Ethan Keller shines solo with "Face Light"
Oddly enough, ever since Milwaukee musician Ethan Keller officially went solo, his music's been more collaborative than ever.
Some might remember him from his days in jam outfit Greenscene -- a band he started at age 16 and fronted through 2003. Others may have caught a glimpse of his freestyle at Linneman's open mic nights in between pizza deliveries in Riverwest, or even his occasional sit-in in with The Estate jazz staple, The Erotic Adventures of the Static Chicken.
Now, at age 27, Keller is diving head first into new musical territory, but not without taking some of his talented friends along for the ride.
"Honestly, I do love to team up with other writers -- it's exhilarating and beats writing alone," he says. "When I play a show, I hire players for their unique gifts. I love to see how people interpret some shell of a song structure I throw at them; in fact, I live for it. My infatuation with jazz lets me enjoy the rawness of improvisation and spur of the moment ideas. The real difference between now and then is that Greenscene wasn't the right storefront to display new emotions, lyrics and ideas. I consciously chose to take a new road."
His solo debut, "Face Light," is an optimistic and funk-filled ride through poetic exploration, religious inquiry and meandering guitars, and although his immediate influences are obvious -- Steely Dan, G. Love & Special Sauce, Yes, even sounding a bit like Lenny Kravitz on "Christopher's Sister" -- there is no way to commit the collection of 12 tracks to any specific genre of music.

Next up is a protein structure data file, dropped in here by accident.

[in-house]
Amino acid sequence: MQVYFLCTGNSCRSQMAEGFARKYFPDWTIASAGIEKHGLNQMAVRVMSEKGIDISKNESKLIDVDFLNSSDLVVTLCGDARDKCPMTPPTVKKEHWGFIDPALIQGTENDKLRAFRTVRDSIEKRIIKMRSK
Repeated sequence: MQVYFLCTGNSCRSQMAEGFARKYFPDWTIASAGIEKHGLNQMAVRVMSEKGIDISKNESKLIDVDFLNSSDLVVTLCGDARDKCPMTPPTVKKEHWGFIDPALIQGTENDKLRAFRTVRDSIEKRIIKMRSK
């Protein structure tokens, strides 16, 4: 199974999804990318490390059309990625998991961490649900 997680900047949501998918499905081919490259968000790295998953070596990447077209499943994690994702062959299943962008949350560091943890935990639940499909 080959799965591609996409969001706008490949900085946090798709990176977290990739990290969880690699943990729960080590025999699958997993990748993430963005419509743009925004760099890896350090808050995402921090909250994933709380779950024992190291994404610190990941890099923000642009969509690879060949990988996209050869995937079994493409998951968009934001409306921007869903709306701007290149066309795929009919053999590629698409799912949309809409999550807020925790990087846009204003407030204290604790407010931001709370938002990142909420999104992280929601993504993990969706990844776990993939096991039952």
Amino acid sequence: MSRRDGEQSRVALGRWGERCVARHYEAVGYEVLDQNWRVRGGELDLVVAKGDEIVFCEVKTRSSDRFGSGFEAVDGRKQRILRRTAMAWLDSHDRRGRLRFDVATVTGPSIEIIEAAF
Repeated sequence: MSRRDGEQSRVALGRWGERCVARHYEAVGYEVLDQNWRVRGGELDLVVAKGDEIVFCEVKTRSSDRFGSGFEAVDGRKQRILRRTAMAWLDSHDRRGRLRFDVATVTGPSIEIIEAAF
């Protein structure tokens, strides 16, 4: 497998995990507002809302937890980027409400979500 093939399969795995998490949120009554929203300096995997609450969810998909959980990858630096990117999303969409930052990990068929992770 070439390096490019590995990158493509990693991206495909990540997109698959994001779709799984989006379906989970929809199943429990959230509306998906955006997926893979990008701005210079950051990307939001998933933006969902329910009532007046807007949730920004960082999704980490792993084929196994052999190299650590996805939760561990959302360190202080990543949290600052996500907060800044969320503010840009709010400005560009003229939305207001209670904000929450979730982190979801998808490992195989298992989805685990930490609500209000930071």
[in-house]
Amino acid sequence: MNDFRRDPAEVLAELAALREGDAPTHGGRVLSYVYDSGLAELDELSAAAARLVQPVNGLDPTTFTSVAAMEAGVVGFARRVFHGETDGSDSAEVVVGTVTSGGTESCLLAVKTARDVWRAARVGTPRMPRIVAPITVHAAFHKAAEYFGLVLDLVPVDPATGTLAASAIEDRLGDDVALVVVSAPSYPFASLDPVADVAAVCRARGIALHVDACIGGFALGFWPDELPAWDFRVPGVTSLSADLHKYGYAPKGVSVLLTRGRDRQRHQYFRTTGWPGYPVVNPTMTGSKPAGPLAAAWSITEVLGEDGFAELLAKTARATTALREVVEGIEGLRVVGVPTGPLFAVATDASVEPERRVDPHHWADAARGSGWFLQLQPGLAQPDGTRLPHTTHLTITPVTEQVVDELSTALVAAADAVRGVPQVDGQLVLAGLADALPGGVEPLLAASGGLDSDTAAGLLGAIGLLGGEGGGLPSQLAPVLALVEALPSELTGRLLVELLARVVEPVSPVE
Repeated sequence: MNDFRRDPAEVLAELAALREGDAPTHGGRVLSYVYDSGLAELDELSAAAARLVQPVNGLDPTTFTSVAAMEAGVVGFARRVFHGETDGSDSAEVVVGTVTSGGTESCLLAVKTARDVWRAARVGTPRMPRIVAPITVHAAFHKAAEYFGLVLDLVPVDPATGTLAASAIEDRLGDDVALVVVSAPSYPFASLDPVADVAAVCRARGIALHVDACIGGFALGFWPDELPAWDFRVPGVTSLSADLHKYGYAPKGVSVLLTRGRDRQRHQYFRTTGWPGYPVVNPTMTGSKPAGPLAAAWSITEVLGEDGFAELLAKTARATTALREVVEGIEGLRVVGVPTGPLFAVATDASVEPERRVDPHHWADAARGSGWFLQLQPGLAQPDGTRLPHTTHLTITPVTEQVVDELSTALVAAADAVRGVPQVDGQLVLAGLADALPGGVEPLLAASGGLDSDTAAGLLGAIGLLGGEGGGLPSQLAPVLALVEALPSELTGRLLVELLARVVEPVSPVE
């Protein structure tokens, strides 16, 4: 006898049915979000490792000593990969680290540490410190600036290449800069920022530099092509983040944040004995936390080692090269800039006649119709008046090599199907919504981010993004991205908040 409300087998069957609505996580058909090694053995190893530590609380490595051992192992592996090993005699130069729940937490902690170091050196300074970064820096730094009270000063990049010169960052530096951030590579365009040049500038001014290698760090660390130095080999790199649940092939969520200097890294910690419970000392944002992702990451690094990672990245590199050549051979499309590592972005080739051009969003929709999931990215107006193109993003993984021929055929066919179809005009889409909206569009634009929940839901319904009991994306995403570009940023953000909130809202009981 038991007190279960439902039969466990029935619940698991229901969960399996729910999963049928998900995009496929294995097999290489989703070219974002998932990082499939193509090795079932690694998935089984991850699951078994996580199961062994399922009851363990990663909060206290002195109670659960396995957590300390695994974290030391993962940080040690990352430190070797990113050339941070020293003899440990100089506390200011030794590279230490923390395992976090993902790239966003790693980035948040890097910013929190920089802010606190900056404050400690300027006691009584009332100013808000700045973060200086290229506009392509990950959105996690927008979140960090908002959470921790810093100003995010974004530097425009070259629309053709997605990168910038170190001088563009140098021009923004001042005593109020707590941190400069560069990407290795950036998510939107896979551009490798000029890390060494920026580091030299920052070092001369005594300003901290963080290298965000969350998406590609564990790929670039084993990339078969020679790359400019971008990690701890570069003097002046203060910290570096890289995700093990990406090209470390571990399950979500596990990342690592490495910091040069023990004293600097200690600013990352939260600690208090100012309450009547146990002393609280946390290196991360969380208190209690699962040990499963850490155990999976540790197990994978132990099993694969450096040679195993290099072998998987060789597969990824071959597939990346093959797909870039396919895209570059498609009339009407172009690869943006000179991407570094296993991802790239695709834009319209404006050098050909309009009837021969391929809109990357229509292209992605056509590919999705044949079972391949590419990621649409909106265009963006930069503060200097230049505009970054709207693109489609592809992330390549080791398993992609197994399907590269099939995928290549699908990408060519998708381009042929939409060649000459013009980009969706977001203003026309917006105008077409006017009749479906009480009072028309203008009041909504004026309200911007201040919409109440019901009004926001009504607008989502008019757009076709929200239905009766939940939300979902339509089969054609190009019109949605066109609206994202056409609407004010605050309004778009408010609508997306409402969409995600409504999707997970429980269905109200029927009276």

Teaming up with a pool of local talent, including The Westfall's Kris Crow on organ and electric piano, Jeremy Kuzniar on drums, Jesse Sheehan on saxophone and Matt Turner on electric and upright base, "Face Light" flows fluidly from groovy, scat tracks to soulful rock songs, never faltering or losing sight of Keller's inherent sense of his own style.
"I think I've gotten more sophisticated with music and lyrics. Not only digging deeper into music theory and jazz, but also deeper into real poetry and raw emotion. However, I'm always looking back to when I first started writing. I always try and revisit my old mentality when it was more about simplicity. I'm even going to try and record a bunch of old songs of mine, because I still think there's something good and genuine about those youthful ideas."
Keller says that there were several things about his childhood that have influenced his songwriting evolution, a major one being that his father was a Catholic priest and his mother a nun, both of whom left their respective orders to start a family -- so it's not surprising that his music is dotted with religious references, and when he pens songs like, "Papa, Please Write Me a Sermon," he's not being metaphorical in the least.
"I was the apple that fell furthest from the tree, but now I've come back to the church," he says. "I even sing in the choir with my dad. It was a slow, careful, logical journey back. 'Face Light' has songs written at the beginning of that journey through last year, and has a general 'awakening' theme."
"Face Light" is out now and available via his Web site (see link below). Keller plays a show with Momentary at Maharaja, 1550 N. Farwell Ave., Friday, Oct. 13 at 9 p.m. It's $7 at the door.
e said: such nice comments from everyone!
Jim Keller said: As Ethan's Dad, I get to enjoy vicariously what is in the heart and soul of this man. It is creativity at its best.
Laura said: Thanks for highlighting Ethan in this article, I know first hand how hard he works, but his talent flows effortlessly. Hope to see many out at his show Friday!!
El Capitan said: The Static Chicken is to jazz what chicken soup is to holandaise sauce.
Rebecca said: Ethan's talent, stage prescence, and love for music is admirable and I am grateful to have the chance to follow his music since I was 16. Keep rockin' Ethan and to everyone else...buy the album...it's great!
Show me the other Talkback
6 comments about this article.
Post a comment / write a review.
Disclaimer: Please note that Facebook comments are posted through Facebook and cannot be approved, edited or declined by OnMilwaukee.com. The opinions expressed in Facebook comments do not necessarily reflect those of OnMilwaukee.com or its staff.